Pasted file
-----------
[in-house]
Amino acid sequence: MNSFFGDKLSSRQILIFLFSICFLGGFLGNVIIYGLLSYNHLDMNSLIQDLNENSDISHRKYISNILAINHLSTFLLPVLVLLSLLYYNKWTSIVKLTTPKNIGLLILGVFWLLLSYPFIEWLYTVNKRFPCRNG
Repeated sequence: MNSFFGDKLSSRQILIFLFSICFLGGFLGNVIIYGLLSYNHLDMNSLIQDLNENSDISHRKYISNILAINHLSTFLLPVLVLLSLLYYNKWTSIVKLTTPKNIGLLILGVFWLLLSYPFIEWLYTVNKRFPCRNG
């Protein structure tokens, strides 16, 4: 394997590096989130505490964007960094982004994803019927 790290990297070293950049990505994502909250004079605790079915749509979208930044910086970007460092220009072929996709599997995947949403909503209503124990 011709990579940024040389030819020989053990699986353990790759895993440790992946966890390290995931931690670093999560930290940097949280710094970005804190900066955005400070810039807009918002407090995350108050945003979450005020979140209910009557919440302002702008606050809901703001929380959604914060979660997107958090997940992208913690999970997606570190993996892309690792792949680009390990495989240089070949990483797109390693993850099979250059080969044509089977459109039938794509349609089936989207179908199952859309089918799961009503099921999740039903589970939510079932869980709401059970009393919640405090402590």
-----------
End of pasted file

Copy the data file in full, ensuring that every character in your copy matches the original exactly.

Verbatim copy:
[in-house]
Amino acid sequence: MNSFFGDKLSSRQILIFLFSICFLGGFLGNVIIYGLLSYNHLDMNSLIQDLNENSDISHRKYISNILAINHLSTFLLPVLVLLSLLYYNKWTSIVKLTTPKNIGLLILGVFWLLLSYPFIEWLYTVNKRFPCRNG
Repeated sequence: MNSFFGDKLSSRQILIFLFSICFLGGFLGNVIIYGLLSYNHLDMNSLIQDLNENSDISHRKYISNILAINHLSTFLLPVLVLLSLLYYNKWTSIVKLTTPKNIGLLILGVFWLLLSYPFIEWLYTVNKRFPCRNG
């Protein structure tokens, strides 16, 4: 394997590096989130505490964007960094982004994803019927 790290990297070293950049990505994502909250004079605790079915749509979208930044910086970007460092220009072929996709599997995947949403909503209503124990 011709990579940024040389030819020989053990699986353990790759895993440790992946966890390290995931931690670093999560930290940097949280710094970005804190900066955005400070810039807009918002407090995350108050945003979450005020979140209910009557919440302002702008606050809901703001929380959604914060979660997107958090997940992208913690999970997606570190993996892309690792792949680009390990495989240089070949990483797109390693993850099979250059080969044509089977459109039938794509349609089936989207179908199952859309089918799961009503099921999740039903589970939510079932869980709401059970009393919640405090402590």